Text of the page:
Award celebrates poets of the future

Issue: Volume 98, Number 17

Posted: 14 October 2019
Reference #: 1HA0HW

A Year 13 student at Auckland’s Westlake Girls’ High School has won first place in the 2019 International Institute of Modern Letters’ (IIML) National Schools Poetry Award.

Xiaole Zhan has taken first place in the prestigious IIML National Schools Poetry Award with her poem ‘Mammalian’. She receives a prize of $500 and the opportunity to attend a poetry masterclass at the IIML, home of Victoria University of Wellington’s prestigious creative writing programme. 

Xiaole’s school library also receives a $500 book grant. Nine others were shortlisted in the awards and they will also attend the masterclass.

“This is very exciting news – I feel encouraged and supported as a young poet,” says Xiaole. “Opportunities like this are crucial in the development of young writers like myself, and help us to gain confidence, have the rare opportunity of extending our skills with established writers, and connect with like-minded students across New Zealand.”

Poems reflect concerns of young people

Judge Chris Tse – whose poetry has been widely published and performed in New Zealand and overseas – says the young poets who entered the competition are writing about topics that reflect the interests and concerns of young people today, from the frustration of wanting to grow up faster, to the desire for the world to slow down.

“Xiaole Zhan’s evocative poem ‘Mammalian’ triggers a multi-sensory response in the reader. From its bold, imagistic opening to the breathless desperation of its final lines, ‘Mammalian’ reeled me in and refused to let me go until the final word,” he says.

“There were a number of entries about, or inspired by, the terrorist attacks in Christchurch. Poetry, along with other art forms, is a valuable way of engaging with what’s happening around us, and I was deeply moved by many of the poems entered this year that focused on these, and other, issues.”

Shortlisted poems

The nine shortlisted poets are: Maia Armistead, Waikato Diocesan School for Girls; Charlotte Boyle, Cashmere High School; Sebastian Macaulay, Wellington High School; Claudia Snow, Wakatipu High School; Pippi Duncan, Takapuna Grammar School; Rachel Lockwood, Taradale High School; E Wen Wong, Burnside High School; Emily Blennerhassett, Cashmere High School; Elizabeth Nahu, Onslow College.

Future of poetry in good hands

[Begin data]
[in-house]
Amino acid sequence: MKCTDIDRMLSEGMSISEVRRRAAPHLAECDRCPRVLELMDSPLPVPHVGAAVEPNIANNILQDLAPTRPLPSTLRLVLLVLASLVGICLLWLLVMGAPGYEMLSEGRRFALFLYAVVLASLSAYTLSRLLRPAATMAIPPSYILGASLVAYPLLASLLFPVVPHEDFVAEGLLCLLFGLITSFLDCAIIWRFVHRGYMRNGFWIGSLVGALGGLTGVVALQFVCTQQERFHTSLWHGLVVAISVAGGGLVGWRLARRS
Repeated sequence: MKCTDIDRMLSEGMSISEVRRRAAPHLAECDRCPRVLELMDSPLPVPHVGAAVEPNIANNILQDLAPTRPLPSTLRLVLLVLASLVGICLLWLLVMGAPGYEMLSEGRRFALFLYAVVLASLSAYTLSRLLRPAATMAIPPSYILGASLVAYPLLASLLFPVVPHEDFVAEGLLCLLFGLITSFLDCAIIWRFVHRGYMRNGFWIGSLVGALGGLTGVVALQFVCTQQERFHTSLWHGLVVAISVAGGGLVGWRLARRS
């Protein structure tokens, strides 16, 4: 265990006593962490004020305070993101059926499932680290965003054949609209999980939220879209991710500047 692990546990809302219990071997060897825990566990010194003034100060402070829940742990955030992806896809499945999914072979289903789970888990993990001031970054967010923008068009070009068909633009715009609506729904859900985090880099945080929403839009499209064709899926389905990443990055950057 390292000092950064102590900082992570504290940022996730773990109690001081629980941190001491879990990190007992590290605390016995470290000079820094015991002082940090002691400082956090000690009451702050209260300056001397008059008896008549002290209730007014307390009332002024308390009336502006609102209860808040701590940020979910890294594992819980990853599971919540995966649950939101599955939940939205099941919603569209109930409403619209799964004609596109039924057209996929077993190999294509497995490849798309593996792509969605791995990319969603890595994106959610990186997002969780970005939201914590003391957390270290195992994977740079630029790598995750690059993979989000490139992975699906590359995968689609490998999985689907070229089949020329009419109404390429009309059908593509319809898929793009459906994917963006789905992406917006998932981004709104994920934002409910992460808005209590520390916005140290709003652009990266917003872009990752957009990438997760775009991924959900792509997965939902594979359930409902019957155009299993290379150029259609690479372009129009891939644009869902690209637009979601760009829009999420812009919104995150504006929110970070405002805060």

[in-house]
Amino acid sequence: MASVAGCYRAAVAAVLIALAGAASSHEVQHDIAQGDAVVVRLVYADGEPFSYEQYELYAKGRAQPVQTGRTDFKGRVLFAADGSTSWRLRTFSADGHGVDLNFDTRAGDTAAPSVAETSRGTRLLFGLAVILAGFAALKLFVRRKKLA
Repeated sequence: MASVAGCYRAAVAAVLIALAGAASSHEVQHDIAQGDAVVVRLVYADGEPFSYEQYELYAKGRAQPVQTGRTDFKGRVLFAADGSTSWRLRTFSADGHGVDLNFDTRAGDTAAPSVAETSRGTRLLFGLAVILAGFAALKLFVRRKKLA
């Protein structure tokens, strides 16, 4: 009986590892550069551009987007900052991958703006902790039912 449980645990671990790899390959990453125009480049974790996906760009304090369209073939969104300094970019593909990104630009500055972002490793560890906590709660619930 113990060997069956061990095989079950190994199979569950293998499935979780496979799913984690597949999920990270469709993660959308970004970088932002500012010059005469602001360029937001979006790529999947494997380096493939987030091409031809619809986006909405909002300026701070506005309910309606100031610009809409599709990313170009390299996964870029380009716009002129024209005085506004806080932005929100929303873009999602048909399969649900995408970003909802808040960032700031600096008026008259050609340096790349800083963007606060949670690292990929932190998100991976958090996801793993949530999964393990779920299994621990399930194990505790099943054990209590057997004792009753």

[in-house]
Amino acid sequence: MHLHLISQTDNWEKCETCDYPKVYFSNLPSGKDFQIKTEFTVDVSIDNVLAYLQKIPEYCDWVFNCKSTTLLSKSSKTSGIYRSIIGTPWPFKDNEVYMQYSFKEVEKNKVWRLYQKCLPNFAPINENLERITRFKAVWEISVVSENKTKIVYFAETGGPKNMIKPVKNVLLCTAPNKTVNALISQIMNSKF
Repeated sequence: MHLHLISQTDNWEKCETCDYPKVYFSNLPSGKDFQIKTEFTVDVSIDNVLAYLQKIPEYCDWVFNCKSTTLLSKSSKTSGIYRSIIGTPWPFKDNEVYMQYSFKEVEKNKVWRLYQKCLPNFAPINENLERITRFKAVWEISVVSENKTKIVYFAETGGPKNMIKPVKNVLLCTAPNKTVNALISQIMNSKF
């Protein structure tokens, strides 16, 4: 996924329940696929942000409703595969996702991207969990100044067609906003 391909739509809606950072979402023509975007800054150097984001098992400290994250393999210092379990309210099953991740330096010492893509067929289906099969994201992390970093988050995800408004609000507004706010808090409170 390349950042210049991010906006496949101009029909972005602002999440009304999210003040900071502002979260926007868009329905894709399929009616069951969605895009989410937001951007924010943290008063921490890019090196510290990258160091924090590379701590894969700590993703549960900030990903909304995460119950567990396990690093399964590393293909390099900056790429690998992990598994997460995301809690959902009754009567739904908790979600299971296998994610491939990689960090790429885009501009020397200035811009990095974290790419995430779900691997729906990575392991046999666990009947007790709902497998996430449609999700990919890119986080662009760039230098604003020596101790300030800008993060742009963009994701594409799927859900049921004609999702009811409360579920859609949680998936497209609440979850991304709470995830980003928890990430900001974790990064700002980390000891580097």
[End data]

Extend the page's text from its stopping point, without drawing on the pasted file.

IIML Senior Lecturer and poet Chris Price says, “from compelling responses to the Christchurch mosque shooting to an intimate portrait of a father-son relationship, the shortlisted poems are alert to the big issues and the small moments of connection in human relationships. If this shortlist is anything to go by, the future of New Zealand poetry is in good hands.” 

The National Schools Poetry Award(external link) has been providing a forum for young writers in Aotearoa New Zealand since 2003. The award is funded by Creative NZ.


mamma, your back is flowered dark red and purple perfect circles, mamma, fleshy hills along the road of your spine, your blood suctioned to the surface of your skin, you tell me it helps with your pain, paints you the colour of tender bruises, blisters oozing with yellow liquid along the rim of each cup, too much moisture in the body, you say, I imagine the body as a dark cave, bones dripping stalactites, corroding canals and canals, there seems to be such a fine line between hurting and healing, mamma, remember sleeping in the summer, mamma, the mosquitoes plodding down on our wet skins, bellies fat with the mingling of our blood, the watery softness of your flesh in the dark startled me, mamma, I imagined you old and soft and dead beneath my arms, remember when we made tomato soup together, and I couldn’t cut a tomato without the insides pulping out, red, red, the raw warmth of it round in my belly, remember when you told me you’d never be able to hate me, mamma, and I’m sorry for all my livid love, mamma, all this tender violence, and you’re doubled over dripping snot onto the road, sobbing how could you do this to me how could you do this to me, and I was the size of a kitten, you say, when I was born, and when I mewed for you in the dark you thought you’d imagined it, you say, you thought you’d lost me, lost me, and they say the heart is a muscle the size of a fist, mamma, your nails are bloodied with the seeping bruise of my heart, mamma, and there’s all this blood between us, mamma, all this blood because of us, mamma. there’s such a fine line between hurting and loving

Xiaole Zhan

"Poetry, along with other art forms, is a valuable way of engaging with what’s happening around us, and I was deeply moved by many of the poems entered this year that focused on these, and other, issues.”

Chris Tse


BY Education Gazette editors
Education Gazette | Tukutuku Kōrero,

Posted: 9:22 am, 14 October 2019

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